The paper's editorial was cutely titled "Let's not 'privatize' the old college try." The editorial writer said, "There are those ideas that are rejected out of hand because they are so utterly nonsensical that, for good reason, they are not to be taken seriously." I searched in vain for the "good reason" through the rest of the editorial. Students might use the tax credit or voucher to attend "an all-girls college" or maybe even pick a proprietary school. They might choose to go to a seminary or another religious affiliated school. I looked in vain for some reason other than that the candidate had chosen to "home school" his children but didn't find one. Of course, the paper was all for taking the politics and bureaucracy out of public higher education.

It never ceases to amaze that those who most strongly profess their openness to new ideas are incapable of imagining any future that is more than just a minor perturbation of the status quo. Too many of our leaders suffer the same syndrome as ascribed to the corporate executive—their focus is no farther than the next quarterly report.

What exactly is the role of state government in supporting higher education? Must they "operate" institutions of higher education or is their imperative to see that post-secondary educational experiences are available and that citizens are encouraged to take advantage of them through governmental support. The latter doesn't presuppose the former, the voice of our editorial writer to the contrary notwithstanding.

What would Mr. Jefferson think? I suspect he would think that our unhappy candidate has an idea worth considering.



In the last issue of The Learning MarketSpace, we reported that a redesign of a lecture-based statistics course would result in an annual savings of $51,000. We were in error-$51,000 is the semester savings. The annual savings is $116,600.



Several weeks ago I spent a couple of hours with a reporter for one of our prestigious national magazines who was doing a story on the "Digital Divide"—a very catchy title. "What," she asked, "is your view of the digital divide?" I'm sure my response was far from what she expected. I asked her to explain the digital divide to me and she replied something like, "you know—the haves and have nots."

Now this is not an unimportant question for those who are contemplating moving some forms of instruction from the physical classroom to the ether of distance learning. If students don't have the technology to take advantage of technology mediated learning environments, we won't have any students. If some do and some don't, we are immediately limited in those we can reach. So what about this digital divide?

Certainly slaves in Egypt in 1000 BC had little expectation that they, their children, or their children's children would be anything but slaves. Similarly, a serf in 13th century France had no expectation that he would ever be a landowner, much less lord of the manor. A social divide pertained in each instance that was essentially impregnable. The "cost" to go from slave or serf to land owner was simply beyond reach.

The College Board recently published some statistics that might give us pause. Three quarters of households with incomes greater than $75,000 have computers. One third of households with incomes between $25,000 and $35,000 have computers. Only one sixth of households with incomes less than $15,000 have computers. Interestingly enough, (admitting that I don't have the exact figures), better than 95 percent of those households with incomes less than $15,000 have television sets.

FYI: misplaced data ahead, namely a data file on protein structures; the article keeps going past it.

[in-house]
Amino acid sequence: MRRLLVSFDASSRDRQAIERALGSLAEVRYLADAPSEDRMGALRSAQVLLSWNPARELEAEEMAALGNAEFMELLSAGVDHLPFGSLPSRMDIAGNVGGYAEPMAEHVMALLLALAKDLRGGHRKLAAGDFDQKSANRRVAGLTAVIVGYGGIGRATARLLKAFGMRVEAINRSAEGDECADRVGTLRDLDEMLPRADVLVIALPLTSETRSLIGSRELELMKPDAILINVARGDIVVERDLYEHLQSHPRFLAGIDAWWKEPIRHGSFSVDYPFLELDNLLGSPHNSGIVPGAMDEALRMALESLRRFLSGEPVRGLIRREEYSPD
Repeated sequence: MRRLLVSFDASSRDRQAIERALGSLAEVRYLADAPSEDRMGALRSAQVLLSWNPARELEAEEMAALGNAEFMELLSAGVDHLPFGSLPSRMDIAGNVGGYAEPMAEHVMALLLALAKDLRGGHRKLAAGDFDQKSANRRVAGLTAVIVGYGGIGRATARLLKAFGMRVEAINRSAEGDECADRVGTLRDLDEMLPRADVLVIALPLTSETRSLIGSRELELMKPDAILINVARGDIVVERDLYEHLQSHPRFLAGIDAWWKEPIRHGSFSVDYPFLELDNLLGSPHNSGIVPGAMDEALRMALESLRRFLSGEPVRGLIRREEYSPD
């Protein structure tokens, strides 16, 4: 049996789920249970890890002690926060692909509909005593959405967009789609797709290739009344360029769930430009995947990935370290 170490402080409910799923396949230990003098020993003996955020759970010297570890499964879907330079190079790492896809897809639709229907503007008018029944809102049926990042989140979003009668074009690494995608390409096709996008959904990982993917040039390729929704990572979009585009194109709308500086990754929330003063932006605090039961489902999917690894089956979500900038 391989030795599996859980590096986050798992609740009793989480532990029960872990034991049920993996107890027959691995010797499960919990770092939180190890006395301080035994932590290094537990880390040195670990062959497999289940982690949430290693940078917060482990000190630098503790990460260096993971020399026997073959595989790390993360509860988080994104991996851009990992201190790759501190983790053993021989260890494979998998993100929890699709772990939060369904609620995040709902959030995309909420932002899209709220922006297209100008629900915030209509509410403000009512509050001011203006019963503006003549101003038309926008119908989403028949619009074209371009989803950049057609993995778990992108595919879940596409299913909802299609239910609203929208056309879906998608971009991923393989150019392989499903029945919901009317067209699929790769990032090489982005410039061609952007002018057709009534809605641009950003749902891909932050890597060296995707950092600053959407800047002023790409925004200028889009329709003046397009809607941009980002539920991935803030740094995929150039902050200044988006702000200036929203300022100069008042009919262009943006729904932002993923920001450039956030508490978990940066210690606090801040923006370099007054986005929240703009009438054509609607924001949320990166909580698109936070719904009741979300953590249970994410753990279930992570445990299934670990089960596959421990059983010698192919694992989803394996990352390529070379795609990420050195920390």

The "cost" to go from a television "have not" to a television "have" is in the range of $200 to $500. The cost to go from a computer "have not" to a computer "have" is about $600. To be sure, Internet connectivity can raise that price somewhat—but not appreciably if we are willing to settle for 56 kps dial-up. It is also the case that over 95 percent of the households in the United States have a telephone. Unlike the cases of the Egyptian slave or the French serf, there is a very real prospect that one can go from a computer "have not" to a computer "have." In fact, if consumers valued computers as much as televisions, we wouldn't have a digital divide to talk about.

So how should the "digital divide" figure in our planning as we think about moving from the marketplace to the marketspace? Probably not at all. The $600 cost to become a "have" is about what one might expect to save in first semester tuition costs—not to mention room and board. We might better be talking about the "Digital Dividend."

The digital divide we should be worrying about is the unhappily slow roll-out and high cost of high speed digital connectivity. To produce really compelling learning applications on line, we will most often require megabit access. At the current roll-out rate of our phone companies' digital subscriber line technology and the cable companies' symmetrical broadband services, we will be severely limited in what we can design in the way of new learning environments for quite some time to come. Maybe we should get to work on this digital divide.



The Learning Marketplace: New Resources for Teaching and Learning
November 11, 1999
Atlanta, Georgia
Moderators: Bob Heterick and Carol Twigg

Featuring mediated discussions with:
* Blackboard Inc.
* WebCT

More and more companies are entering the higher education market, providing new and different approaches to supporting your teaching/learning efforts. This workshop provides a rare opportunity for you to compare and contrast commercial offerings in an impartial environment.

  • Learn in one day what would take you many to find out on your own.
  • Identify potential partners for developing new learning environments.
  • Meet your colleagues who are wrestling with the same set of issues.

If you are involved in decisions regarding expenditure of funds for teaching/learning services and products, you can't afford to miss this workshop!


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Archives of The Learning MarketSpace, written by Bob Heterick and Carol Twigg and published from July 1999 – February 2003, are available here.

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Copyright 1999, by Bob Heterick and Carol Twigg.